The market for software and digital sensors commonly classified as “smart city” technology is expected to continue to grow steadily over the next eight years, according to a report published Friday by Allied Market Research.
The firm projected that the smart-city market will grow from $160 billion in 2021 to $708 billion by 2031, the result of a compound annual growth rate of 16.2%. Researchers said companies such as Amazon Web Services, the German engineering firm Bosch and the California device and software company Quantela are among the market leaders.
“Smart city” technology is a broad category of software and devices that includes data-analytics software and street-level sensors designed to give bureaucrats a more accurate picture of their cities.
According to a news release, the market’s growth is promising, but also fettered.
“Rise in adoption of smart cities, growing number of projects under various government smart city initiatives, and surge in need for better natural resource management in urban environments drive the growth of the global smart city platform market,” the release reads. “On the other hand, security concerns associated with smart cities and lack of funding & adequate infrastructure restrain the growth to some extent.”
According to Allied, the “smart city” offerings are split between platforms — software that cities can buy to monitor and possibly improve the efficiency of their operations — and services. Researchers said the deployment model of offerings also continue to be split between on-premises technology and cloud-based services.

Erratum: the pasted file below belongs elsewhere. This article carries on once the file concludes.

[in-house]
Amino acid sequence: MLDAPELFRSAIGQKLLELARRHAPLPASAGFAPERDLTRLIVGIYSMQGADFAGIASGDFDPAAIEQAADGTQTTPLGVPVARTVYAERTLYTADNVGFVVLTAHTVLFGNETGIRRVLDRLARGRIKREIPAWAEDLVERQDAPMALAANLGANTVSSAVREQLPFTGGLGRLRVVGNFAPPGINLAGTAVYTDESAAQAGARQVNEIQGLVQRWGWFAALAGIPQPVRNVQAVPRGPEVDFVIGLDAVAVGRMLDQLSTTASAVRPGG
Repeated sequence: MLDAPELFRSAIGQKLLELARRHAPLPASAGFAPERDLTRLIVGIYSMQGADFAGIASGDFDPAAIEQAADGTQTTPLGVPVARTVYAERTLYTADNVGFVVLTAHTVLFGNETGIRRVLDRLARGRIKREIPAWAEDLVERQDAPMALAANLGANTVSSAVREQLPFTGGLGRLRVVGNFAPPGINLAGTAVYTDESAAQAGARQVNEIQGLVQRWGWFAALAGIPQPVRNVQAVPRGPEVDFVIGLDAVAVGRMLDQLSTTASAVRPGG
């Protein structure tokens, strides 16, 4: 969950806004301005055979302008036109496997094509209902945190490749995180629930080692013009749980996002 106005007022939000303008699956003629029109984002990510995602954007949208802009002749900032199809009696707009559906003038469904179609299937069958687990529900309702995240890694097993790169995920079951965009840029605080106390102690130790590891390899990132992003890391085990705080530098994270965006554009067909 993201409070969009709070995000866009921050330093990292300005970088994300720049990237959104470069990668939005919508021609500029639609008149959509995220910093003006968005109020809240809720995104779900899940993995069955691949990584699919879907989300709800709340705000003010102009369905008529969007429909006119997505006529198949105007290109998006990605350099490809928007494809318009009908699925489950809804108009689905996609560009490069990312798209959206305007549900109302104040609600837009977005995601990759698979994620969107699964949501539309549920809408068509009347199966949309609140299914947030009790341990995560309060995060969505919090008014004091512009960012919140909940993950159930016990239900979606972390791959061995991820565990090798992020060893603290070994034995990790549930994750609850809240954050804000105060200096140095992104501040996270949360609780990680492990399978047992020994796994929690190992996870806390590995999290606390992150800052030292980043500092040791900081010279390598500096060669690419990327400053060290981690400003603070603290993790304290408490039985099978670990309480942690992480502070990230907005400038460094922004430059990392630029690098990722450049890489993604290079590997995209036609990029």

The technologies cut across an array of concerns faced by urban leaders, including transportation, pollution, public safety, energy, education and health care. According to Allied’s research, the “smart infrastructure” segment accounts one-fifth of the market’s revenue and is expected to continue holding that share through 2031. Researchers named “smart energy,” meanwhile, as the segment expected to have the fastest growth.
While generally considered to be chiefly a marketing term rather than a description of any narrowly defined set of technologies, “smart cities” tech continues to be favored by politicians and some technologists in many large and medium-sized cities. Officials in San Antonio last month announced a new smart-city strategy that emphasizes how technology might be used to further an agenda of “equity and inclusivity.”